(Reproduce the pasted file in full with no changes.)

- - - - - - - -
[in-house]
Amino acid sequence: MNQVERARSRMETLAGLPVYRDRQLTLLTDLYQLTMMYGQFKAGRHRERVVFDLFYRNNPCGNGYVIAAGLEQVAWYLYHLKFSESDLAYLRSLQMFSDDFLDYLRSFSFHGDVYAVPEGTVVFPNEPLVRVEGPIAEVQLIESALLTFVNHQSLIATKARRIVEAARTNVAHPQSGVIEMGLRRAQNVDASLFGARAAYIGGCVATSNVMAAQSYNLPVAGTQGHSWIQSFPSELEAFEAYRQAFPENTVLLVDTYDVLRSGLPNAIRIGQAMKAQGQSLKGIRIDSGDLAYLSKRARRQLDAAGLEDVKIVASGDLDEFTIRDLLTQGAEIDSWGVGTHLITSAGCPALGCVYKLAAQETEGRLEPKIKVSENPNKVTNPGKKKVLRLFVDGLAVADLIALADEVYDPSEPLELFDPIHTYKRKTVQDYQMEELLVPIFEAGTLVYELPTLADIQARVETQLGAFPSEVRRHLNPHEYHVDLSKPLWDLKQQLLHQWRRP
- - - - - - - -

[in-house]
Amino acid sequence: MNQVERARSRMETLAGLPVYRDRQLTLLTDLYQLTMMYGQFKAGRHRERVVFDLFYRNNPCGNGYVIAAGLEQVAWYLYHLKFSESDLAYLRSLQMFSDDFLDYLRSFSFHGDVYAVPEGTVVFPNEPLVRVEGPIAEVQLIESALLTFVNHQSLIATKARRIVEAARTNVAHPQSGVIEMGLRRAQNVDASLFGARAAYIGGCVATSNVMAAQSYNLPVAGTQGHSWIQSFPSELEAFEAYRQAFPENTVLLVDTYDVLRSGLPNAIRIGQAMKAQGQSLKGIRIDSGDLAYLSKRARRQLDAAGLEDVKIVASGDLDEFTIRDLLTQGAEIDSWGVGTHLITSAGCPALGCVYKLAAQETEGRLEPKIKVSENPNKVTNPGKKKVLRLFVDGLAVADLIALADEVYDPSEPLELFDPIHTYKRKTVQDYQMEELLVPIFEAGTLVYELPTLADIQARVETQLGAFPSEVRRHLNPHEYHVDLSKPLWDLKQQLLHQWRRP